The last three columns were devoted to a consideration of the various human-related sources of bird deaths. Perhaps because some readers read only one or two of the columns, I received emails saying I failed to get across the point I wished to make. The columns were timed to lead up to Earth Week, but we shouldn’t try to tread lightly on our planet for only a week a year, so here’s an overview.

Let’s consider loggerhead turtles as an analogy for the importance of understanding the impact of sources of death for a species. Loggerhead turtles are endangered. Some are killed illegally for food, others are trapped in trawl nets by commercial fishing boats and predators get some hatchlings as they stumble down the beach for their first swim after hatching. Nests on sandy beaches are often lost to predators, including dogs.

For decades, conservationists have monitored the arrival of loggerhead females on nesting beaches. These people may cordon off the nest site to keep egg predators away. Hatching turtles may be accompanied by humans as the turtles head to the water for the first time. These efforts have saved many turtle lives.

But modeling the population dynamics of loggerhead turtles revealed intriguing truths. First, even if every egg were to hatch and every hatchling could make it to the water, the loggerhead turtle would go extinct under present conditions The model further showed that the critical stage of the life cycle is the 5-7 year-old turtles. Many died from becoming entangled in trawl nets; the turtles drown when trapped.

To reduce these deaths, the federal government is mandating that trawlers fishing in areas where loggerhead turtles occur must have turtle excluder devices (TEDs) installed on nets. When a turtle is captured in a net, the TED opens to allow the sea turtle to escape. The power of the model lies in showing environmental managers which stage of the life cycle should be targeted for conservation efforts. Protecting the 5-7 year-old juveniles is more effective than protecting eggs.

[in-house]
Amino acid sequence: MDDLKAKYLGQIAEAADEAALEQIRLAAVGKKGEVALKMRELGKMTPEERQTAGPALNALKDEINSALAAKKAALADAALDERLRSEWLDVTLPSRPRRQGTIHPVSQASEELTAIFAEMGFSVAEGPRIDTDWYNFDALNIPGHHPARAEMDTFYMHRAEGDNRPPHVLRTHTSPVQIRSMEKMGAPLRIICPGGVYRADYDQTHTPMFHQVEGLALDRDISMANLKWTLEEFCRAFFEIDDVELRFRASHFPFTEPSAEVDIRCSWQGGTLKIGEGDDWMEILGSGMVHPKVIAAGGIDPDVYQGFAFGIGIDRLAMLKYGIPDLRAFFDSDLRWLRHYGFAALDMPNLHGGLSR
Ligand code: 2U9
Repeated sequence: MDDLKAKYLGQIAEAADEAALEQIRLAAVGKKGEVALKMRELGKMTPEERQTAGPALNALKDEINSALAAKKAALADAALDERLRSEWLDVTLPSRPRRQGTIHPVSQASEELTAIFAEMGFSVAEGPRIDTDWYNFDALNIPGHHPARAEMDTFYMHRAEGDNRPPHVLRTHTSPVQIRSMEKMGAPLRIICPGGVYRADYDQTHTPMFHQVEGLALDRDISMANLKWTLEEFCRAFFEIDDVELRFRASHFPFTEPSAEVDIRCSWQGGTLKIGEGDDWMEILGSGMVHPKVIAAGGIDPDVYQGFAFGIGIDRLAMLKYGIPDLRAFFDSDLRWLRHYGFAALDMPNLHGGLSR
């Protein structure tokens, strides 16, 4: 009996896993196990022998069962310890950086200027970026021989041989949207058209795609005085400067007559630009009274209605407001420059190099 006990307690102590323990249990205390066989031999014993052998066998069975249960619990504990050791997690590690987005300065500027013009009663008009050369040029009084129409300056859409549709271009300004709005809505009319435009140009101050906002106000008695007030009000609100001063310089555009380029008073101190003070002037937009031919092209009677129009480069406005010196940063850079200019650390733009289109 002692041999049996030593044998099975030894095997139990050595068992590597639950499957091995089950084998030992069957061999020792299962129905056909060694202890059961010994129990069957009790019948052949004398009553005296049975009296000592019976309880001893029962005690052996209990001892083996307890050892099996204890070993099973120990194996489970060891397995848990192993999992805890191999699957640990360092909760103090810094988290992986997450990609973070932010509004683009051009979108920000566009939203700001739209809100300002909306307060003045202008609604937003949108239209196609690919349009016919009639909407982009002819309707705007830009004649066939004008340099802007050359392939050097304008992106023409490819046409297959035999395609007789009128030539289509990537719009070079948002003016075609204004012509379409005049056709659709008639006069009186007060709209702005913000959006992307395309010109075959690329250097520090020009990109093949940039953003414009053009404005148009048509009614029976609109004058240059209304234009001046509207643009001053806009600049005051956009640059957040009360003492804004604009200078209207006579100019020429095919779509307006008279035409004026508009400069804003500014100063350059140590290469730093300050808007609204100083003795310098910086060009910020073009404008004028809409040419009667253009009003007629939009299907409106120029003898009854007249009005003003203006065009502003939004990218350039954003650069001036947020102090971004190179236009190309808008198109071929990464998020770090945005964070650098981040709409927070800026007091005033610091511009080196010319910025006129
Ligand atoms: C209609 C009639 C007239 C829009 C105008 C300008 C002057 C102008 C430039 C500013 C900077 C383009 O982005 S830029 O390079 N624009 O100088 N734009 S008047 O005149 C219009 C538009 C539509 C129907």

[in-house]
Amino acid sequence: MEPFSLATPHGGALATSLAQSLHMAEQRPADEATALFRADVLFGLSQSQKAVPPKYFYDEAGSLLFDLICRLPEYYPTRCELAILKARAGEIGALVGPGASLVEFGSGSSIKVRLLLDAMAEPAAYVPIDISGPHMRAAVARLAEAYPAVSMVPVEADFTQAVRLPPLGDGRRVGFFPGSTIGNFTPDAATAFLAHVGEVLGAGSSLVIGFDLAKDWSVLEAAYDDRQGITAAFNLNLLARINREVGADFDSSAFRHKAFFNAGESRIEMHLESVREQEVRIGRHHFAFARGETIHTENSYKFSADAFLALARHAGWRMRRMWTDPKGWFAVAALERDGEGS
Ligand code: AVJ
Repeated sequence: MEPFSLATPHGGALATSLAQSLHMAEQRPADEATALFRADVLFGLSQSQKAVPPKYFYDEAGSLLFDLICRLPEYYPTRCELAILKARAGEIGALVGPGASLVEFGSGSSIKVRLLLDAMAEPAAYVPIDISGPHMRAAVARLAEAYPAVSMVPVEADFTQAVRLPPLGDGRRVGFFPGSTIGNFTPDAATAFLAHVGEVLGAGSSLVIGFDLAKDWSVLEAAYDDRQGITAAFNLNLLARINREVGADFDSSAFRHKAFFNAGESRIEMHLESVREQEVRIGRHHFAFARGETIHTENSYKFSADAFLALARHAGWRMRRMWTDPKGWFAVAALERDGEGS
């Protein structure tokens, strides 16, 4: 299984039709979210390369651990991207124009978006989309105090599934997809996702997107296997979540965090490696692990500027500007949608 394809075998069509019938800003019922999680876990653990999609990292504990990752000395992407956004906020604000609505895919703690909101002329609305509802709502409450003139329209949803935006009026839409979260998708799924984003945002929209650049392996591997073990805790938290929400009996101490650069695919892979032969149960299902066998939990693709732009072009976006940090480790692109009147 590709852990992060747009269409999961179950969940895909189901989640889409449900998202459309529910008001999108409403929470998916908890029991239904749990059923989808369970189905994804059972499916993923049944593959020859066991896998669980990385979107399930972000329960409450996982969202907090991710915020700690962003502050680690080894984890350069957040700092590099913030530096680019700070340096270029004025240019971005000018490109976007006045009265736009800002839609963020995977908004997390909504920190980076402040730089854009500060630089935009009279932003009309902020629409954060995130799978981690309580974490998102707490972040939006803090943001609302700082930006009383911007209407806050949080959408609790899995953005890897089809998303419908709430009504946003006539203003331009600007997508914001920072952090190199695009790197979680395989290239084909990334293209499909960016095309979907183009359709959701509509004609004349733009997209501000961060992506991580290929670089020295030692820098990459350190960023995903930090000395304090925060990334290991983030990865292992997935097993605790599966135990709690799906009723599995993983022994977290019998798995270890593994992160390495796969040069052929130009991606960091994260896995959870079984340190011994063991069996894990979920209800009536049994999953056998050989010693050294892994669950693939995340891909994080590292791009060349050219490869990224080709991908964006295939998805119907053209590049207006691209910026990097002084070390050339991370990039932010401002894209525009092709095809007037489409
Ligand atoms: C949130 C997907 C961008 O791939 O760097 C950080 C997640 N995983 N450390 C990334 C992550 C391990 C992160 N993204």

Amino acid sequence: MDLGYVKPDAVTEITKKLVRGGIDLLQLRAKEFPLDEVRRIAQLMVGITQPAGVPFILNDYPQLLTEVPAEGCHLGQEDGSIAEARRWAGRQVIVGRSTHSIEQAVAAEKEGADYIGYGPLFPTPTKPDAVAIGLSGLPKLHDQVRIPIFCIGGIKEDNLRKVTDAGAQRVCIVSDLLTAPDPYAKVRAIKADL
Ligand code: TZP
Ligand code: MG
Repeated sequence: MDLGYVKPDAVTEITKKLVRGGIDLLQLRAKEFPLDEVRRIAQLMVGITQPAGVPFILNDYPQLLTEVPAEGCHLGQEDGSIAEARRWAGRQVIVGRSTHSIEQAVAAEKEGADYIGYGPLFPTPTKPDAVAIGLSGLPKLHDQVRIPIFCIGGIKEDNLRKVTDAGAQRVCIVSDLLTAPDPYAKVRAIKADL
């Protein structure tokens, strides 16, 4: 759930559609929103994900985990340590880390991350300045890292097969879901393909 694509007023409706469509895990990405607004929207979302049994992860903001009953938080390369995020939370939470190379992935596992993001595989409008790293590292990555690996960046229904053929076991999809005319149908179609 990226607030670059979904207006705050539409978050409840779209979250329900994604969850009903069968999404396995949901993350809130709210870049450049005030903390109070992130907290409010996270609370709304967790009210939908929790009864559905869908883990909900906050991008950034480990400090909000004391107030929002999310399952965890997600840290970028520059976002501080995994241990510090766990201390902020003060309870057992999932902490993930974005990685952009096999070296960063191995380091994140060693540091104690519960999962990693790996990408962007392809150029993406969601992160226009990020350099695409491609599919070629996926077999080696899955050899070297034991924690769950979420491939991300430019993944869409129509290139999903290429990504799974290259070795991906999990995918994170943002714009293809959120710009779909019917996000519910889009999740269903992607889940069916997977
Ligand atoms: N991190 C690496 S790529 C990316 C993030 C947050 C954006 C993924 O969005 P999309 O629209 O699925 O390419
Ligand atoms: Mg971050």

Reducing human impacts on bird deaths requires a similar approach. We need to understand the magnitude of the types of human-related mortality. The last column described by far the two most potent sources of bird deaths related to humans: building collisions and cats. My argument is we should be trying to reduce these hazards first because of the magnitude. As a cat lover, I know keeping cats as indoor pets is the way to go for the safety of many birds and the safety of the cats. Placement of bird feeders and improving the visibility of glass in our houses can reduce collision-related bird deaths.

Do I disregard deaths from wind turbine collisions? Of course not. I am a longtime opponent of mountain-based wind farms. Any bird death from human causes should be of concern. Collectively, wind farms result in far fewer deaths than cats or building collisions. But we need to realize wind turbines pose threats to species like cranes and eagles that aren’t likely to die from a cat attack or a window collision.

We all need to take energy conservation more seriously. Better yet, we should practice energy avoidance. We can reduce the need for more coal-burning power plants pumping carbon dioxide into the atmosphere as well as wind farms and hydroelectric dams that cause the loss of habitat.

Birding locally reduces bird deaths from car collisions and cuts down on carbon dioxide emissions. Buy a carbon dioxide offset to mitigate the carbon dioxide released from your car or plane travel.

Herb Wilson teaches ornithology and other biology courses at Colby College. He welcomes reader comments and questions at whwilson@colby.edu.